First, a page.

I know for myself that if I just slow down and remember to be grateful for where I am in my life, there is always peace in those spaces. I’ve been very mindful of these moments in my life since that day in the group. Once of the joys of what I do is getting the opportunity to learn from the people I work with. Your days might not be perfect, you may still be grappling with the early work of abstinence and finding your feet in recovery, but if you slow down just a bit, I’m pretty sure that you’ll notice that you do have 20 minutes of perfect somewhere in your life. And I truly believe that that can be the soil in which you can start to sow the seeds of your new life.

This post is dedicated to “J” and his 20 minutes of perfect.

This is a repost of the original on my website Be the Change Coaching.

May Your Choices Reflect Your Hopes…Not Your Fears

May-your-choices-reflect-your-hopes-not-your-fears.-Nelson-MandelaI have been blessed with over eight and a half years of sobriety, but although life has been far better since I stopped drinking, but it hasn’t exactly been a walk in the park.  My last post focused on “Recovery is not just abstinence”, but I do need to emphasise that for me, abstinence is the gateway to my personal recovery.  I have dipped my toe in the AA waters (although not for long) and  I agree that we are powerless over our disorder, but only once we take the first drink (or whatever our drug of choice is).  As to managing my alcoholism I am completely in control…because up until the point I chose to pick up, all the power lies with me.

Not everyone I work with agrees with me on this point and I have been questioned about my ideas more than once, but I stand firm in my beliefs that I am the one in control, until I chose to relinquish it to the illness that lies quietly dormant within me.  And in order to keep it there I work incredibly hard to live a life where choosing to use is at the cost of the life that I have worked to achieve.  Of course there are times when the thought of a drink to get through a particularly stressful situation, get over a bad week or just to escape from the relentlessness of reality, feels like a good idea, the easy way to take the edge off.

It’s far more challenging to understand the cause of the stress and the frustration, practice spiritual principles like patience, acceptance, honesty and courage to unpack and process an event or series of events, and then to work through them fully conscious and aware.  And then to openly and honestly communicate our needs to the people in our lives, without scaring them because we are having a bad day…and could potentially be on the verge of a relapse.  A relapse takes time…a return to old, destructive behaviours that have negative consequences on our lives and those of the people around us.  I believe that picking up the addictive substance is one of the last things that happens in a relapse, a well-researched element of the chronic recurring disorder of substance abuse.  I don’t  believe that we can simply blame a slip or relapse on this, but need to be willing to take full responsibility for the management of our lives and substance abuse.  It’s not enough to glibly blame a relapse on the fact that we have an addiction, but learn to become aware of our actions and choices that might end up in us relapsing.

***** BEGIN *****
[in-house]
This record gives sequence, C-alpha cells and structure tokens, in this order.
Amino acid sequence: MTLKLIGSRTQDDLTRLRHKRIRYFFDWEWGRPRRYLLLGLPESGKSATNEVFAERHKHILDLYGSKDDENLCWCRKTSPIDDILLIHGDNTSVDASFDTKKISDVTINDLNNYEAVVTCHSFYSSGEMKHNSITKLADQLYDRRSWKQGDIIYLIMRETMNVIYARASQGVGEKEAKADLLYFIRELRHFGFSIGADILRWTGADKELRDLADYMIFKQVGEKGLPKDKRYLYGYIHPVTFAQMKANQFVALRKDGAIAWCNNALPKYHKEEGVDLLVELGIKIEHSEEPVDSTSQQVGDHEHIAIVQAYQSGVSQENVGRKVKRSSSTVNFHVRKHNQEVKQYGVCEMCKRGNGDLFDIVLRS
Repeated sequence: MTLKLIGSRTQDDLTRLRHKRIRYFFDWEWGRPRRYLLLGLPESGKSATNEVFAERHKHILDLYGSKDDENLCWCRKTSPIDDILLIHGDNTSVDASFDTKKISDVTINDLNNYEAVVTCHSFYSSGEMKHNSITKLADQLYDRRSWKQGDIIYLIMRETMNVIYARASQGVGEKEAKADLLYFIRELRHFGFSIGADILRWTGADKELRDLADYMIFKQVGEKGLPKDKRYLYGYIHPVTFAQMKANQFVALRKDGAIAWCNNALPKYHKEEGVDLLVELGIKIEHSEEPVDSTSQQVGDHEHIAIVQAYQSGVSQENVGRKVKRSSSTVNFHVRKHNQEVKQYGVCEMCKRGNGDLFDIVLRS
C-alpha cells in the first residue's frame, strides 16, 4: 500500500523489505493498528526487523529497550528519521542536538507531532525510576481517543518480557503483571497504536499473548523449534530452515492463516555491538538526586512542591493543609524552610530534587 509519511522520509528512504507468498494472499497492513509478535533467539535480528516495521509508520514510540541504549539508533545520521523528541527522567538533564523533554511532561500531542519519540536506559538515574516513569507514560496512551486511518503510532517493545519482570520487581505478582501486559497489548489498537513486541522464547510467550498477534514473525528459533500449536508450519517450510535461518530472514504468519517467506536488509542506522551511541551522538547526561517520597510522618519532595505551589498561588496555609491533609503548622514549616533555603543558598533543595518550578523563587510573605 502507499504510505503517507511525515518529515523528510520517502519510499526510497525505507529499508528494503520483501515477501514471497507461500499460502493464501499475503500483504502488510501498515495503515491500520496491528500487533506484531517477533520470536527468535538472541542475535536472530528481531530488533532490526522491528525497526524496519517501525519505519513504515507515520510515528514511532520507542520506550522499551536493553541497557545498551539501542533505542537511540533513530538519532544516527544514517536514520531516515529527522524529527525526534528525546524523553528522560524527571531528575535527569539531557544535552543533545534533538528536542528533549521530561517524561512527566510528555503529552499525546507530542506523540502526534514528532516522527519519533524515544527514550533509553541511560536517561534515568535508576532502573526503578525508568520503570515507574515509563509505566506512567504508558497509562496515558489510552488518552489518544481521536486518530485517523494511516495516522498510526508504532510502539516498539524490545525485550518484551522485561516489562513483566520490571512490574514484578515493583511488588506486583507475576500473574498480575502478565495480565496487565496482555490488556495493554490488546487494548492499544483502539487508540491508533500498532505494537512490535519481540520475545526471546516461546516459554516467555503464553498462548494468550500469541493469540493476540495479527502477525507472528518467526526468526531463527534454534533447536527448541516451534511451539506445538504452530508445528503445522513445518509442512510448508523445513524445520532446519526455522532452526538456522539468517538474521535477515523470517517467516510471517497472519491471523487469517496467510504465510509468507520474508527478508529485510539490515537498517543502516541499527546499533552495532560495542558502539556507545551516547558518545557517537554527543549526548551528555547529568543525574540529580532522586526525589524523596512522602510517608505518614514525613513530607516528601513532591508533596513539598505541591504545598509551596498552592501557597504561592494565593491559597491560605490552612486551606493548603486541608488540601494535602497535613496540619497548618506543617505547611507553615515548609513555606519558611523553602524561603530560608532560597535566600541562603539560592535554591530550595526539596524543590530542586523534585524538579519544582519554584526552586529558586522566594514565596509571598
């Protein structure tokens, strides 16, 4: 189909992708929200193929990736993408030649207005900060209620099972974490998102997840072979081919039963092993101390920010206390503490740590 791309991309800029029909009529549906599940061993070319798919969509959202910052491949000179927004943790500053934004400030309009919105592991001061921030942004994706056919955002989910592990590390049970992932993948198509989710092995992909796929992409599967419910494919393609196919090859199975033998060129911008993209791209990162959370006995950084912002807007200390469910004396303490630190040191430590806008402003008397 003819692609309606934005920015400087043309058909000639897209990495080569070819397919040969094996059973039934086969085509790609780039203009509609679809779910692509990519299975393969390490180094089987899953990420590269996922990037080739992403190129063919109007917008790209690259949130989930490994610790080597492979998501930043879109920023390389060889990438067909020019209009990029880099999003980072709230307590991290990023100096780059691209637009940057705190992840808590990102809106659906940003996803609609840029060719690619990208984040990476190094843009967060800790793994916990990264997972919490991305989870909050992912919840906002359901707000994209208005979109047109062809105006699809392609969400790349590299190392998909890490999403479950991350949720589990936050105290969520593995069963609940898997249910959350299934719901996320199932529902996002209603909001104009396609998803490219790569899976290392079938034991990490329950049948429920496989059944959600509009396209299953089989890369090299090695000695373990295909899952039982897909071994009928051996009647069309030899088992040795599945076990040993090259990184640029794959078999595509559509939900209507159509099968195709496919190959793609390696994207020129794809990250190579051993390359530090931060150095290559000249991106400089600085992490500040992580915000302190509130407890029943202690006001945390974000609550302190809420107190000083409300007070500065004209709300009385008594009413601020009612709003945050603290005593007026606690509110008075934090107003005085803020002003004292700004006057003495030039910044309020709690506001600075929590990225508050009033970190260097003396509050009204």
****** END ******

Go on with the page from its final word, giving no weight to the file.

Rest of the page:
It is my responsibility to take care of my mental, emotional and physical health and well-being, as well as my social and spiritual life, so that I am operating from a place in my life where using alcohol to cope, overcome my problems, celebrate or check out for a while is just not a feasible option.  I have to continue to empower myself in whichever areas of my life might still be lacking…and not for one minute think that I can use for any of these reasons and then be able to stop!  Believing that is for me evidence of a return to denial…I tried it previously and it ended up resulting in a five-year relapse.  That’s a proper return to old, destructive behaviour with ongoing negative consequences, losing my business and all my self-respect being top of that list.

So everyday for me is about continuing to create and develop a life that trumps the life I had when I was using alcohol to quiet my fears of rejection and being left out.  It was also how I  knew how to cope, overcome stress and have a good time.  But over the years I have learned to find healthier ways of doing this.  It hasn’t been effortless, and there are still times when I get it horribly wrong when it comes to trying to figure things out in my personal and professional life.  But at least I am in a sober state of mind to deal with life, rather than sleep walking through it with either a lack of conscious awareness around what is going on in my own life or desperately trying to “fix” the situations I have created when handling them drunk!  I wake up to the same challenges that were in my life before, but through hard work and ongoing personal development I have learned to deal with them differently.

I am constantly striving to be a better personal than I was yesterday and I believe that is my personal goals, dreams and aspirations towards which I am working, along with understanding my values and working diligently with my personal spiritual principles that keeps me in the driver seat when it comes to my addiction…I don’t refute the idea of powerlessness, I just believe that in recovery, as in life, everything comes down to the choices I make and until that point I have the power to keep my life fulfilled, purposeful and sober.